n. frustration with how long it takes to get to know someone—spending the first few weeks chatting in their psychological entryway, with each subsequent conversation like entering a different anteroom, each a little closer to the center of the house—wishing instead that you could start there and…
It’s early in the morning. I’m sitting by the window with my toast and coffee, and snow has begun to fall. We’d given up on more snow this year—taken it personally, even. But gently, gently now it fills up all the cracks. Flowerbeds are the first to go, with those early crocuses & daffodils, then branches and window ledges and all the rest of it. I woke up feeling a little lighter: heart a little less heavy, hands a bit more able. They’re such strange things, lightness & sadness, coming and going seemingly of their own volition. And yet, I can’t help trying to hold onto lightness as though convincing snow not to melt. “Stay. Please, stay.”
After a few scrapes at the bottom of the well, a few good meals, and a lot of sleep, I worked through some thoughts gently in the morning sunshine and felt a bit better.
If only mornings weren’t interrupted by the intrusion of the rest of the day. I’m trying to think of nice things, trying to stay within an arm’s length of alright. Tea, Downton Abbey, & a blanket to see me through.
Drinking cabernet sauvignon and reading Fitzgerald. The Beautiful and the Damned.
I learned last week that my great-grandmother commited suicide. She traveled Europe as a dancer, fell in love with an Italian comedian, had my grandmother, and fled back to England during WWII. Then one day she took sleeping pills, stepped into a bath, and fell asleep. How could I not know such a thing about one whose existence gave me my own? And I can’t stop wondering—how much of her is in me?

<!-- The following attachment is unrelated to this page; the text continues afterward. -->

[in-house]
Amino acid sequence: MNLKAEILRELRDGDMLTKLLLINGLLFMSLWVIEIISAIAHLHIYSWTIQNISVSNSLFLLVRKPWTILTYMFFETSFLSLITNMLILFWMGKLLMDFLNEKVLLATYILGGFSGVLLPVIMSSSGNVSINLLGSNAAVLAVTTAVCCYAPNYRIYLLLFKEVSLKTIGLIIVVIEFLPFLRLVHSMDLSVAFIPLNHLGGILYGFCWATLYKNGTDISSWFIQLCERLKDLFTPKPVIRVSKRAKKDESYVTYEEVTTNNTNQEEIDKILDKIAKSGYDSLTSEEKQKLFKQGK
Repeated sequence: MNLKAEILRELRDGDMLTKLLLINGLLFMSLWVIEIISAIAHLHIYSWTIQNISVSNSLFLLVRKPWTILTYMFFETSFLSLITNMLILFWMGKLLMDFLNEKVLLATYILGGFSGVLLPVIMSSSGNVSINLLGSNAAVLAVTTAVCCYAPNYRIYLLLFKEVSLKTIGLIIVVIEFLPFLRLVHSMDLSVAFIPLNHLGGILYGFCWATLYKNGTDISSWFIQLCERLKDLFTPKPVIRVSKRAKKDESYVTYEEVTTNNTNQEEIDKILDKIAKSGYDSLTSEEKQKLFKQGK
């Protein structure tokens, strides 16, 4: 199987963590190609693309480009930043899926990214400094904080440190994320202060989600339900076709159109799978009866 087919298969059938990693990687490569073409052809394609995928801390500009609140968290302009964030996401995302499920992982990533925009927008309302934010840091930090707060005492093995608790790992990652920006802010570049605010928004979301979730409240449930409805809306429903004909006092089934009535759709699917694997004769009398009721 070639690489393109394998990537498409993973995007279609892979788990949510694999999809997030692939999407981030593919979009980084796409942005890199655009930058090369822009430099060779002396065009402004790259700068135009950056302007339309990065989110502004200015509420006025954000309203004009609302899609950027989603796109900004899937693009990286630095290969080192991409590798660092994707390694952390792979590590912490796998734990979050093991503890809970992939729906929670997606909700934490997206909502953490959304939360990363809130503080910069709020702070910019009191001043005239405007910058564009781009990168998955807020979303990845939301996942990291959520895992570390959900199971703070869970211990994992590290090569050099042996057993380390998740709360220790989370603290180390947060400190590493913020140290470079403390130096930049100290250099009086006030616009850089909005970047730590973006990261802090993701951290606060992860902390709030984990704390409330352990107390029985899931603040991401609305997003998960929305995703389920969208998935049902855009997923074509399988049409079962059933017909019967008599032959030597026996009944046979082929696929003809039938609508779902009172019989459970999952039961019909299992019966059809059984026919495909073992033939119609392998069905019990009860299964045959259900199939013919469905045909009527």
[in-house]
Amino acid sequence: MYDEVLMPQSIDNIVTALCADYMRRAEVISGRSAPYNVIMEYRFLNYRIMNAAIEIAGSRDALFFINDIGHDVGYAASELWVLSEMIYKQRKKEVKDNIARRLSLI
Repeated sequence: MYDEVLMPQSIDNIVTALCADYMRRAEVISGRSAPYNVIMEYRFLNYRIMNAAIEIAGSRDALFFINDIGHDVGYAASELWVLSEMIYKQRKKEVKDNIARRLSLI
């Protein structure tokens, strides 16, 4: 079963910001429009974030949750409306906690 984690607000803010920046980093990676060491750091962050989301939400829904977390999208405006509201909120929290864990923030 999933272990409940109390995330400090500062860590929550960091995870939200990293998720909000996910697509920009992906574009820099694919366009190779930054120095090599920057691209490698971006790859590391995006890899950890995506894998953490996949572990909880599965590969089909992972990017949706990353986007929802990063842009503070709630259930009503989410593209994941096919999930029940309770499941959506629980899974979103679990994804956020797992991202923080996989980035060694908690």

Early morning rain, a cup of coffee to warm your hands, the soft light of the lamp, and heart-string music. Eventually the day will have to begin, and you’ll be whisked away from yourself—but not yet. You are all yours for a few more gentle minutes.
“May your coming year be filled with magic and dreams and good madness. I hope you read some fine books and kiss someone who thinks you’re wonderful, and don’t forget to make some art — write or draw or build or sing or live as only you can. And I hope, somewhere in the next year, you surprise yourself.”—Neil Gaiman
Saturdays are both the happiest and saddest day of my week. Morning is a very simple joy: waking slowly, not having to work, sipping coffee in my pajamas in the sunshine. There’s so much possibility in morning. Even the middle of the day has a sense of goodness to it, but I always get a sinking feeling when the sun goes down. I suppose I’m lonely or bored or lacking purpose. And besides, I’m suffering an enormous sugar crash after making a batch of eucalyptus lollies and eating half of it.
“Oh, but you mustn’t stop there—just at the most interesting part. Go on." "But you see, Miss Helier, this isn’t a serial story. This is real life; and real life stops just where it chooses.”—Agatha Christie, The Thirteen Problems
Falling into deep, cozy conversation with a familiar old friend such that time and space temporarily slip away. Perhaps it’s late at night. Perhaps you’ve both had a little something to drink. Likely, you are reminiscing together about times so long ago that they seem like another life. And perhaps you say so, feeling that in a quarter century (or so) you have lived several lives. “No, no other lifetimes,” they assure you, “you’re always you and I’m always me. That’s just life.”
I love my days off. I spent this one relaxing, cleaning & cooking, categorizing whale calls, mapping craters on the moon, and scouring dozens of star graphs for undiscovered planets (found some fascinating eclipsing binary stars). Things aren’t bad. Really, they’re not, but I do find myself feeling a bit lonely & blue at the end of it all. I think it’s time I plan a trip to see friends. I haven’t gone anywhere since November. That must be it … yes, I really think that’s it. That’s what I’ll do.
“But she did look back, and I love her for that, because it was so human. So she was turned to a pillar of salt. So it goes. People aren’t supposed to look back. I’m certainly not going to do it anymore.”—Kurt Vonnegut, Slaughterhouse Five